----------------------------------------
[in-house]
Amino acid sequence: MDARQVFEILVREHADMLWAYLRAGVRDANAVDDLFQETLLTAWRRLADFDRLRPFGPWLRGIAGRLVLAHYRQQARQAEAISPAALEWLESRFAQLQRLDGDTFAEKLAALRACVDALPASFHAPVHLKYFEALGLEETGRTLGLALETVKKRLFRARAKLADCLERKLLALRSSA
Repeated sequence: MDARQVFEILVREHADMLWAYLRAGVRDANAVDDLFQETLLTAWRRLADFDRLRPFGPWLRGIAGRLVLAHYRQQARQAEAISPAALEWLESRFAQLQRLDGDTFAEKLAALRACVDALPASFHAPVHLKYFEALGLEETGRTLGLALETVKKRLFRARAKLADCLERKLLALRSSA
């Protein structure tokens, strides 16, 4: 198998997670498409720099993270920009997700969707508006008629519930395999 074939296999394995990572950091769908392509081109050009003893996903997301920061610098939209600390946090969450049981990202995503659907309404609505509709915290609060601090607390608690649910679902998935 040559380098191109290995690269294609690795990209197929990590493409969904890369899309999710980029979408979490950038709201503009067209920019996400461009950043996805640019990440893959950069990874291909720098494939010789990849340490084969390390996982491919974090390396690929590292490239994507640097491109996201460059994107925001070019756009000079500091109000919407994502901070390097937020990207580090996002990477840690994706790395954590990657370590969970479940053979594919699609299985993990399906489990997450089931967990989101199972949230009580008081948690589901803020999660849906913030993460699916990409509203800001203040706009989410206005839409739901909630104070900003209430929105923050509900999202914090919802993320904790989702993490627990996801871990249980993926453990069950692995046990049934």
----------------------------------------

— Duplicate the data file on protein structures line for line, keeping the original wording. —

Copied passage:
[in-house]
Amino acid sequence: MDARQVFEILVREHADMLWAYLRAGVRDANAVDDLFQETLLTAWRRLADFDRLRPFGPWLRGIAGRLVLAHYRQQARQAEAISPAALEWLESRFAQLQRLDGDTFAEKLAALRACVDALPASFHAPVHLKYFEALGLEETGRTLGLALETVKKRLFRARAKLADCLERKLLALRSSA
Repeated sequence: MDARQVFEILVREHADMLWAYLRAGVRDANAVDDLFQETLLTAWRRLADFDRLRPFGPWLRGIAGRLVLAHYRQQARQAEAISPAALEWLESRFAQLQRLDGDTFAEKLAALRACVDALPASFHAPVHLKYFEALGLEETGRTLGLALETVKKRLFRARAKLADCLERKLLALRSSA
């Protein structure tokens, strides 16, 4: 198998997670498409720099993270920009997700969707508006008629519930395999 074939296999394995990572950091769908392509081109050009003893996903997301920061610098939209600390946090969450049981990202995503659907309404609505509709915290609060601090607390608690649910679902998935 040559380098191109290995690269294609690795990209197929990590493409969904890369899309999710980029979408979490950038709201503009067209920019996400461009950043996805640019990440893959950069990874291909720098494939010789990849340490084969390390996982491919974090390396690929590292490239994507640097491109996201460059994107925001070019756009000079500091109000919407994502901070390097937020990207580090996002990477840690994706790395954590990657370590969970479940053979594919699609299985993990399906489990997450089931967990989101199972949230009580008081948690589901803020999660849906913030993460699916990409509203800001203040706009989410206005839409739901909630104070900003209430929105923050509900999202914090919802993320904790989702993490627990996801871990249980993926453990069950692995046990049934």